- Be in the Word: If we really want to set God before our eyes continually, we must be students of the book He’s given us in which He has carefully revealed Himself to us. As we dive deep into the Word, we’ll get to know God—His heart, His will, His character—and we’ll get to know His counsel as well.
Practice Praise; Find Security
David knew about suffering, and he knew about living in danger. Yet he was still able to write this:
Therefore my heart is glad and my whole being rejoices;
my body also rests securely. (Psa 16:9)
Though he spent much of his life running from one maniac or another or fighting against nations trying to kill him, David was able to rest securely. We’ve already looked at two reasons for this security; now we turn to a third: the practice of praise.
David claims to have a glad heart and an entire being that praised the Lord. This didn’t just happen when he was safe in the cushy palace. He wrote Psalm 34 after a narrow escape from the Philistines and while still on the run from Saul. Yet he still wrote these words:
I will bless the LORD at all times;
his praise will always be on my lips.
I will boast in the LORD;
the humble will hear and be glad.
Proclaim the LORD’s greatness with me;
let us exalt his name together. (Psa 34:1-3)
Of course, David didn’t do this perfectly, and neither will you or I. However, the great king of Israel had a reputation for blessing the Lord. Do you? When I was a kid, I sang a song with the lyric, “Are you grumbly hateful or humbly grateful? What’s your attitude?” Pretty insightful for a kids’ song. A heart that exalts God in praise will know security—perhaps not physically, but spiritually. Another titan of the faith, Paul, agrees:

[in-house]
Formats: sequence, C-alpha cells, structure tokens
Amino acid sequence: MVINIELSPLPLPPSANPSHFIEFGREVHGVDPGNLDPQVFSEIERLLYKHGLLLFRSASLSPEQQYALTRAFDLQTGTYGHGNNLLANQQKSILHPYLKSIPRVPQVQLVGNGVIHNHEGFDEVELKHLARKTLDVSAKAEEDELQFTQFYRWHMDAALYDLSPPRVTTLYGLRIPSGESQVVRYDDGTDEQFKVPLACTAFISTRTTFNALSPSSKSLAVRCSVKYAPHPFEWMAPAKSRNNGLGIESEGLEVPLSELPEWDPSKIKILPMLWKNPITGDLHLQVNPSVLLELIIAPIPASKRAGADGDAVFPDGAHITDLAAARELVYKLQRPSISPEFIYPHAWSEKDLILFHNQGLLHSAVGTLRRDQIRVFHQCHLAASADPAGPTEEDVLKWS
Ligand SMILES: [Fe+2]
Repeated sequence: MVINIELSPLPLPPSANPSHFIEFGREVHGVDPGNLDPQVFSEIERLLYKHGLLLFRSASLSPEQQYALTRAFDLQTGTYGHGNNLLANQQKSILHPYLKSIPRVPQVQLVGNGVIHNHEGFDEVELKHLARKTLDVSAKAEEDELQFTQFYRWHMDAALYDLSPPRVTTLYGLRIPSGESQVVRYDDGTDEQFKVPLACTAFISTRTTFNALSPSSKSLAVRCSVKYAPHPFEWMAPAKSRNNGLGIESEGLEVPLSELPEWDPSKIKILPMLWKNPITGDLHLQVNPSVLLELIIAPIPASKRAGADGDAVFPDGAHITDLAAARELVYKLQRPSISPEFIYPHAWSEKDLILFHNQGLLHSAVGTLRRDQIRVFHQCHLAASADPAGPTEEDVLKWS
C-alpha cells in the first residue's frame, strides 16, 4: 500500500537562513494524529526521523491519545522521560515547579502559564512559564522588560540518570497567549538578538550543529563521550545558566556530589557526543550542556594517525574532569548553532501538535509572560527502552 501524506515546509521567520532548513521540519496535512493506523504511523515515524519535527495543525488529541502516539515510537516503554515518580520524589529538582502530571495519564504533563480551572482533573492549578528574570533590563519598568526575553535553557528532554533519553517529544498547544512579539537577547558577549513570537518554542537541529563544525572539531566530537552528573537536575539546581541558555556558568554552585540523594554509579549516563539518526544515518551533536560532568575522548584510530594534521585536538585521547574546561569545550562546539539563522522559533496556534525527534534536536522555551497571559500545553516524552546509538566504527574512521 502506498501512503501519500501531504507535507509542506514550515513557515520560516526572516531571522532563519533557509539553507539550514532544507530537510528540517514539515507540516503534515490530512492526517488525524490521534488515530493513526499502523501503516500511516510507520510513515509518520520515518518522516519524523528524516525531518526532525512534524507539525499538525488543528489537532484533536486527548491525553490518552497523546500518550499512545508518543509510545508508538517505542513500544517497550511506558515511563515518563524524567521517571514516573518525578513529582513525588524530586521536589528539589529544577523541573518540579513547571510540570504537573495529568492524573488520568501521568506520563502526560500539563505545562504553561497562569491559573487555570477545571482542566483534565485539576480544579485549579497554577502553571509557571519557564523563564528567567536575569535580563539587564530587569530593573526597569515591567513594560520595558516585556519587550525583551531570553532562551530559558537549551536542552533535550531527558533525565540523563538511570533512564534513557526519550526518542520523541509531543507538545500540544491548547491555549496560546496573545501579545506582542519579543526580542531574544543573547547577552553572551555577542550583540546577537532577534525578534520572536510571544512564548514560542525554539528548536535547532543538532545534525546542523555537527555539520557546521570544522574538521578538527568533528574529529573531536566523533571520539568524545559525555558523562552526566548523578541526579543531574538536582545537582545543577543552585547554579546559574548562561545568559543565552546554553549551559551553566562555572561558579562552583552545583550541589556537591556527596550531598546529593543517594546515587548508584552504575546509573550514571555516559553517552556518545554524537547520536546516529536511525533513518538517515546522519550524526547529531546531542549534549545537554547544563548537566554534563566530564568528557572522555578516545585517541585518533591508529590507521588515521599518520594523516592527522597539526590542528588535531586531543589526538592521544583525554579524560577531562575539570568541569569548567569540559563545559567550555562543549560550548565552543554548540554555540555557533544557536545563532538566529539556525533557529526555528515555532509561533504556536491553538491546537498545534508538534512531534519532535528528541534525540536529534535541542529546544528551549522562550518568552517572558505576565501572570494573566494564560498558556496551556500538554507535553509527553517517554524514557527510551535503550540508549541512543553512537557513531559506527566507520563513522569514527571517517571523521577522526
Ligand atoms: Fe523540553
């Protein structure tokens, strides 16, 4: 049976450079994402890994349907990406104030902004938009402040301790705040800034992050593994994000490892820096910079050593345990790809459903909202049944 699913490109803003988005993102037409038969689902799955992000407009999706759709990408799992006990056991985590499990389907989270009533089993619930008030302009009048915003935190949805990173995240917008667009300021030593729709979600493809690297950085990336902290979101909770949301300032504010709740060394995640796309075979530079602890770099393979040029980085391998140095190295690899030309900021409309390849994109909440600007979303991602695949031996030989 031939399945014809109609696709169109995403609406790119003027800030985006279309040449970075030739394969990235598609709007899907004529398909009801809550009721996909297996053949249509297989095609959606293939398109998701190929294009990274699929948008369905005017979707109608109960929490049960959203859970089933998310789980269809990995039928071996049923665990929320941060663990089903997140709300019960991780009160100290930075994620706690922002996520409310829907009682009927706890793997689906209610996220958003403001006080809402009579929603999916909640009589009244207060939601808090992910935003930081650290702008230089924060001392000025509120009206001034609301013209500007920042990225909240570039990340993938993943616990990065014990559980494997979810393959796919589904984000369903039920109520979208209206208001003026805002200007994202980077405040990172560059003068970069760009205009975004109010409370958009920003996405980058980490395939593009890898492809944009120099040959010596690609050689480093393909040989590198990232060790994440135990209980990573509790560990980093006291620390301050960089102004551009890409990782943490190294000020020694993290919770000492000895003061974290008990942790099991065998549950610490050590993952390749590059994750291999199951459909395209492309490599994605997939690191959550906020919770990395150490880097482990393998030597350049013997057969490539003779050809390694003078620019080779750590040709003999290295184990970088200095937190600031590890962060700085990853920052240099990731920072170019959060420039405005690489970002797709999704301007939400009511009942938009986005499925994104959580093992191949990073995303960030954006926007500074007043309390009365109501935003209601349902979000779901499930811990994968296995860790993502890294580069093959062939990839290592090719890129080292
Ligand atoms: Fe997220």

And not only that, but we also rejoice in our afflictions, because we know that affliction produces endurance, endurance produces proven character, and proven character produces hope. This hope will not disappoint us, because God’s love has been poured out in our hearts through the Holy Spirit who was given to us. (Rom 5:3-5 CSB)
Find reasons throughout the day to praise God. David, writing in Psalm 103, tells his soul not to forget a single benefit it has received of the Lord (v. 2). I wonder how our minds would be counseled both in the light and the dark if we set out not to let a single benefit of God to go by unnoticed.
My friend, I know there are no “quick fixes” for the struggle of a mind running amok in the night. However, as you begin to practice these three things, I believe you’ll see a difference in the thoughts taking over in the darkness.